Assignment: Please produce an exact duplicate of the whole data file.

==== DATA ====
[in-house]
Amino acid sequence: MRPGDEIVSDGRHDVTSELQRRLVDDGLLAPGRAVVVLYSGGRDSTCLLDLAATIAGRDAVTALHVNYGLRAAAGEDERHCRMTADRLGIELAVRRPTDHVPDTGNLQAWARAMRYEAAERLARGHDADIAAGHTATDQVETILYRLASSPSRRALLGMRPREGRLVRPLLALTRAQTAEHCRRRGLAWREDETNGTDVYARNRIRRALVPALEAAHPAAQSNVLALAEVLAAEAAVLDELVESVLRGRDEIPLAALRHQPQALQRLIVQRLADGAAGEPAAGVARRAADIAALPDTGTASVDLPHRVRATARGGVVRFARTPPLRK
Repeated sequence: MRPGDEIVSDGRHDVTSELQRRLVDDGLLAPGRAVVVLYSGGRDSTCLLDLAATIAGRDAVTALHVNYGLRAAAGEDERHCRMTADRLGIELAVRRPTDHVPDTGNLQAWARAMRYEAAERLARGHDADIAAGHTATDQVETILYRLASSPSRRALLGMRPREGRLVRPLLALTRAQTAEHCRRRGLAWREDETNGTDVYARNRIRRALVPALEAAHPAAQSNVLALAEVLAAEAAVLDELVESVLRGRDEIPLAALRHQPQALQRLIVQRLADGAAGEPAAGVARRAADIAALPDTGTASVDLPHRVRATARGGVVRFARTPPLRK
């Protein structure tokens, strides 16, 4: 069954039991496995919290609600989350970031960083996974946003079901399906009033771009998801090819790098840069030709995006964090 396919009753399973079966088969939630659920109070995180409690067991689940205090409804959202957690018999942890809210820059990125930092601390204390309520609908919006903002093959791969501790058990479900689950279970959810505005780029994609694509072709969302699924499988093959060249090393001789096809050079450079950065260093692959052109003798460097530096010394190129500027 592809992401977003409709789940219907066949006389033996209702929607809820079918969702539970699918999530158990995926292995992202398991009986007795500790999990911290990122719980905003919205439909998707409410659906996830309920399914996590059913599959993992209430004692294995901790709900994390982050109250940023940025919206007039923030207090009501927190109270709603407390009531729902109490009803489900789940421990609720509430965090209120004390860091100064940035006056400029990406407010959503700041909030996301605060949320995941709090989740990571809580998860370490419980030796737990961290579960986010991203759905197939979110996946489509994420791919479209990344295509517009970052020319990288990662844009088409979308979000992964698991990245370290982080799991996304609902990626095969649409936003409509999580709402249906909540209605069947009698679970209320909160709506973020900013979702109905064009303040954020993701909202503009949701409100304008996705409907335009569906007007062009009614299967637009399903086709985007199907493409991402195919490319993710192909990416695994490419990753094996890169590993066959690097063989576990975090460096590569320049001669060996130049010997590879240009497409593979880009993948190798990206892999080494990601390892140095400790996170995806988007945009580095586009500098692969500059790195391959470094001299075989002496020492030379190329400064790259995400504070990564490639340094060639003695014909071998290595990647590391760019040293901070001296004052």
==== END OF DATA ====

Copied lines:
[in-house]
Amino acid sequence: MRPGDEIVSDGRHDVTSELQRRLVDDGLLAPGRAVVVLYSGGRDSTCLLDLAATIAGRDAVTALHVNYGLRAAAGEDERHCRMTADRLGIELAVRRPTDHVPDTGNLQAWARAMRYEAAERLARGHDADIAAGHTATDQVETILYRLASSPSRRALLGMRPREGRLVRPLLALTRAQTAEHCRRRGLAWREDETNGTDVYARNRIRRALVPALEAAHPAAQSNVLALAEVLAAEAAVLDELVESVLRGRDEIPLAALRHQPQALQRLIVQRLADGAAGEPAAGVARRAADIAALPDTGTASVDLPHRVRATARGGVVRFARTPPLRK
Repeated sequence: MRPGDEIVSDGRHDVTSELQRRLVDDGLLAPGRAVVVLYSGGRDSTCLLDLAATIAGRDAVTALHVNYGLRAAAGEDERHCRMTADRLGIELAVRRPTDHVPDTGNLQAWARAMRYEAAERLARGHDADIAAGHTATDQVETILYRLASSPSRRALLGMRPREGRLVRPLLALTRAQTAEHCRRRGLAWREDETNGTDVYARNRIRRALVPALEAAHPAAQSNVLALAEVLAAEAAVLDELVESVLRGRDEIPLAALRHQPQALQRLIVQRLADGAAGEPAAGVARRAADIAALPDTGTASVDLPHRVRATARGGVVRFARTPPLRK
């Protein structure tokens, strides 16, 4: 069954039991496995919290609600989350970031960083996974946003079901399906009033771009998801090819790098840069030709995006964090 396919009753399973079966088969939630659920109070995180409690067991689940205090409804959202957690018999942890809210820059990125930092601390204390309520609908919006903002093959791969501790058990479900689950279970959810505005780029994609694509072709969302699924499988093959060249090393001789096809050079450079950065260093692959052109003798460097530096010394190129500027 592809992401977003409709789940219907066949006389033996209702929607809820079918969702539970699918999530158990995926292995992202398991009986007795500790999990911290990122719980905003919205439909998707409410659906996830309920399914996590059913599959993992209430004692294995901790709900994390982050109250940023940025919206007039923030207090009501927190109270709603407390009531729902109490009803489900789940421990609720509430965090209120004390860091100064940035006056400029990406407010959503700041909030996301605060949320995941709090989740990571809580998860370490419980030796737990961290579960986010991203759905197939979110996946489509994420791919479209990344295509517009970052020319990288990662844009088409979308979000992964698991990245370290982080799991996304609902990626095969649409936003409509999580709402249906909540209605069947009698679970209320909160709506973020900013979702109905064009303040954020993701909202503009949701409100304008996705409907335009569906007007062009009614299967637009399903086709985007199907493409991402195919490319993710192909990416695994490419990753094996890169590993066959690097063989576990975090460096590569320049001669060996130049010997590879240009497409593979880009993948190798990206892999080494990601390892140095400790996170995806988007945009580095586009500098692969500059790195391959470094001299075989002496020492030379190329400064790259995400504070990564490639340094060639003695014909071998290595990647590391760019040293901070001296004052």